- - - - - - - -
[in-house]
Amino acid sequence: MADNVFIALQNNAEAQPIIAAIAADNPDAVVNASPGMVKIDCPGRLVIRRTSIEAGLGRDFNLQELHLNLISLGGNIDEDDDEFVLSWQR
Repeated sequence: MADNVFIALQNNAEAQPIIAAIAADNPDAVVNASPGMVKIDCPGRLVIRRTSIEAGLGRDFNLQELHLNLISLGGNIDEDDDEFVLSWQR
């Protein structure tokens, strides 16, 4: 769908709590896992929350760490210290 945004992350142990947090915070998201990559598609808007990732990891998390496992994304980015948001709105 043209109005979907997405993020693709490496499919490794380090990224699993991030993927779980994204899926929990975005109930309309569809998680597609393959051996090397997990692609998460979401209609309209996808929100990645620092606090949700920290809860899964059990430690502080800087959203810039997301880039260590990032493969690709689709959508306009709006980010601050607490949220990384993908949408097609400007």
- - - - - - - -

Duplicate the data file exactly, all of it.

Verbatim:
[in-house]
Amino acid sequence: MADNVFIALQNNAEAQPIIAAIAADNPDAVVNASPGMVKIDCPGRLVIRRTSIEAGLGRDFNLQELHLNLISLGGNIDEDDDEFVLSWQR
Repeated sequence: MADNVFIALQNNAEAQPIIAAIAADNPDAVVNASPGMVKIDCPGRLVIRRTSIEAGLGRDFNLQELHLNLISLGGNIDEDDDEFVLSWQR
């Protein structure tokens, strides 16, 4: 769908709590896992929350760490210290 945004992350142990947090915070998201990559598609808007990732990891998390496992994304980015948001709105 043209109005979907997405993020693709490496499919490794380090990224699993991030993927779980994204899926929990975005109930309309569809998680597609393959051996090397997990692609998460979401209609309209996808929100990645620092606090949700920290809860899964059990430690502080800087959203810039997301880039260590990032493969690709689709959508306009709006980010601050607490949220990384993908949408097609400007």